If you watch the local tech headlines, you’ll see that every few weeks we’re hearing another story about an Indiana tech company raising a large financing round. Here are some notable Indiana fundraises over the last year or so.

That’s over $85 million dollars in financing, and much of it is being spent on new hires. But if we’re not hearing a story about a scaleup raise, we’re hearing about a large tech-powered company, like KAR Auto Auctions, building a new HQ and hiring hundreds of tech workers.

Demand for tech talent is skyrocketing. And don’t get me wrong. All of this action is great for the state! But it has also created an 85% increase in tech job postings in Indiana, according to Cyberstates. In fact, by 2020 there will be an estimated 1.4 million open and unfilled software development jobs across the country per the U.S. Bureau of Labor Statistics.

So where are all of these tech workers going to come from? Great question.

Hiring managers and recruiters are certainly feeling the squeeze. In a recent study, over two-thirds of recruiters say their job is more difficult today than it was a year ago, and 62% say it’s harder than ever to attract high-quality job candidates.

Several recruiters we recently chatted with are trying to strip down their hiring processes to the bare bones, just so they can make faster offers. A lead tech recruiter recently told us they aren’t even checking references anymore, “because it’s just too inefficient.”

It seems that the early bird is indeed getting the worm. At least sometimes.

In April a developer from Powderkeg’s Private Talent Network went on the market because his office was moving out of the state. He had ten interviews in just three days, and had four competitive offers by the end of the week. He was off the market before anyone could blink.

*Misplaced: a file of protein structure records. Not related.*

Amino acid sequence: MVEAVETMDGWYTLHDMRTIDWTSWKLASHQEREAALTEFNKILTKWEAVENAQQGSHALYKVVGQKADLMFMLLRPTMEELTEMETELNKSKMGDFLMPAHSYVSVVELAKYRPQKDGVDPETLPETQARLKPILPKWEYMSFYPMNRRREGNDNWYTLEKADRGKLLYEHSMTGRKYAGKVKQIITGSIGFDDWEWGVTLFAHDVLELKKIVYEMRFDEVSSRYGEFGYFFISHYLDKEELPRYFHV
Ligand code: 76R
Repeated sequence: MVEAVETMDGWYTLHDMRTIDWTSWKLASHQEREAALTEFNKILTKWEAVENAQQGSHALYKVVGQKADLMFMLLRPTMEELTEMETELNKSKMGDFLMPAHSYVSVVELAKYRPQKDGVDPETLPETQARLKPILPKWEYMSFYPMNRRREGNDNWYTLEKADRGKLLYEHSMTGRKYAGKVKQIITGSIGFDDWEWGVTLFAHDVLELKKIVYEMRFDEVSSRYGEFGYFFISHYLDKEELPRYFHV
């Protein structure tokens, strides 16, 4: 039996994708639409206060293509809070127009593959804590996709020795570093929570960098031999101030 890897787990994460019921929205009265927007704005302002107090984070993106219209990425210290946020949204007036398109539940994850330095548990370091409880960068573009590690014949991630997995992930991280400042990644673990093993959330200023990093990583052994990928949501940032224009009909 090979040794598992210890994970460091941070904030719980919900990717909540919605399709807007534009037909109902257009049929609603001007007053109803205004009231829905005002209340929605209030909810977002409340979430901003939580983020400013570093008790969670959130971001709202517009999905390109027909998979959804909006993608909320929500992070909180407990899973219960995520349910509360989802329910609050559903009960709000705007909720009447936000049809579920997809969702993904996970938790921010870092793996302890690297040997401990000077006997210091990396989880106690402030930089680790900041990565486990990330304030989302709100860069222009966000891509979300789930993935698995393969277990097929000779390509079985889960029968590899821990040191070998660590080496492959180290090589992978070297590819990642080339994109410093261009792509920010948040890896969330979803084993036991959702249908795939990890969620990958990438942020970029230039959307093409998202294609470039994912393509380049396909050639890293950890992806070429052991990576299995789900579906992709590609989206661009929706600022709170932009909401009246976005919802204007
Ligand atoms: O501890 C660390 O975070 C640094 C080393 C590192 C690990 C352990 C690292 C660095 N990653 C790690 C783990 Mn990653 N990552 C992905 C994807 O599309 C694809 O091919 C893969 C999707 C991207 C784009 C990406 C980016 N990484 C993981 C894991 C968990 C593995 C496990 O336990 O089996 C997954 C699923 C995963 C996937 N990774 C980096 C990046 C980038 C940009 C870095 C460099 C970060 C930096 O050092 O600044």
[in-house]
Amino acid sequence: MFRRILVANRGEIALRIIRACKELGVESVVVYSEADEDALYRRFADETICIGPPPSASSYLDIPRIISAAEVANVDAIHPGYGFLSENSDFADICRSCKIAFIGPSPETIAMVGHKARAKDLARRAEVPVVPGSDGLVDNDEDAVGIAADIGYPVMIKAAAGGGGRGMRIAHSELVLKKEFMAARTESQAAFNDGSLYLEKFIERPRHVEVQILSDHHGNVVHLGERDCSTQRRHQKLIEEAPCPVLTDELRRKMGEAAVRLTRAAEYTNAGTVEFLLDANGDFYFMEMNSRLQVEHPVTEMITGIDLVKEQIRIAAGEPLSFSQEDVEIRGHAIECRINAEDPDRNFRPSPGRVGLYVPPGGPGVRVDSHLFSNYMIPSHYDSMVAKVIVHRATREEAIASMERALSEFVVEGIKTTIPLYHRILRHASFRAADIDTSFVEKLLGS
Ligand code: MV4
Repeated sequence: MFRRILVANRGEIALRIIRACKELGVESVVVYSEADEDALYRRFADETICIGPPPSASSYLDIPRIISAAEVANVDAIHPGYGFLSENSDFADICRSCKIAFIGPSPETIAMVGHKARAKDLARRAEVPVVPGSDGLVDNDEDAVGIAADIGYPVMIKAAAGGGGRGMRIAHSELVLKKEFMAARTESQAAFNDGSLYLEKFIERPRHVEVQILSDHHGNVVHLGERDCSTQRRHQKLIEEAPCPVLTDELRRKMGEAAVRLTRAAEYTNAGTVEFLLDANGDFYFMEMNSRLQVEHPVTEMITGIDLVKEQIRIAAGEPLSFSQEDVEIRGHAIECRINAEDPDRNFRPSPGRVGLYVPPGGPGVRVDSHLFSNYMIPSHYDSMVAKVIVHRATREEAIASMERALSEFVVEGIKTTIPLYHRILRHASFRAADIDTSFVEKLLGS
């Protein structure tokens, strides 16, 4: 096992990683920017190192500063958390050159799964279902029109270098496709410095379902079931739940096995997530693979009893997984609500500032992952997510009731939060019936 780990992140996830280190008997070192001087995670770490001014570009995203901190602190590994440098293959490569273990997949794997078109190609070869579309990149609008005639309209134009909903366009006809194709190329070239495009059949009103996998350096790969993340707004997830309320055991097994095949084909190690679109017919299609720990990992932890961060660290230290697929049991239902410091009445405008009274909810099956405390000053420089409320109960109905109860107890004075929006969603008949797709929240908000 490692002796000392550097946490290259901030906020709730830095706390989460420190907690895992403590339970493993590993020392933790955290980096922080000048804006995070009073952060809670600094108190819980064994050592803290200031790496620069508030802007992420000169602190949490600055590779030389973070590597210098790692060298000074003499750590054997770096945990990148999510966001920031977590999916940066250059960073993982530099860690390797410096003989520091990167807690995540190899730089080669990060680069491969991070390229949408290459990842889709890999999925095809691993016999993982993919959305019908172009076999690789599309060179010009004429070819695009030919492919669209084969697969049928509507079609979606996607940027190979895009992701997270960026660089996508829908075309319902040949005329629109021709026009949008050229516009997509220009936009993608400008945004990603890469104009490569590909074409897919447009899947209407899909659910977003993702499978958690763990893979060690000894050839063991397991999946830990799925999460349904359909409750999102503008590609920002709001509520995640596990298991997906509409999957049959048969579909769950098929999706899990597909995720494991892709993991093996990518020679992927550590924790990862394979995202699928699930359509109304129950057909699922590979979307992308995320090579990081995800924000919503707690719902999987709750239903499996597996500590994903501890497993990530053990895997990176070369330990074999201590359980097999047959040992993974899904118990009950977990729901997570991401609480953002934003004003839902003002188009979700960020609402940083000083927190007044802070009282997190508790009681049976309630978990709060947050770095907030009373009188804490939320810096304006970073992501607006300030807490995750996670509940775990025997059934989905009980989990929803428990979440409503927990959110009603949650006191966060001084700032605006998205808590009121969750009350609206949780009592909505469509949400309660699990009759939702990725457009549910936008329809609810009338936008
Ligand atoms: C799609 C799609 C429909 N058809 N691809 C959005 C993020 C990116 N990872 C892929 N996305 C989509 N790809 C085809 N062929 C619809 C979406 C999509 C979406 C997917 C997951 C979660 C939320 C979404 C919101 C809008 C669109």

What’s the real answer to our tech hiring woes?

Speeding up your hiring process is a zero sum game. One company wins, while others lose.

“What our state needs is a major expansion of our experienced candidate pool,” says David DeRam, CEO of Indiana scaleup, Greenlight Guru. And expanding our candidate pool may require us working together as a tech community. No one company, organization, or educator can solve this problem alone, but we can all contribute.

At Powderkeg we have the privilege of talking with many out-of-state job candidates from the community. The most common thing we hear from them is something like, “I got an offer from (insert Indiana tech company), but if things don’t work out there, where will I go?”

Or, when we’re talking to recent Indiana grads and we hear, “I’d like to stay in Indiana because my family and friends are here, but I’ve got an offer from (insert coastal tech company), and I’m not even sure what innovative companies are here.”

Phil Powell, the Associate Dean of The IUPUI Kelley School of Business backs this up by saying, “Some of our top graduates are leaving the state because they just don’t know that many of their best job opportunities in tech are right here, right now.”

Do recruiters need marketers?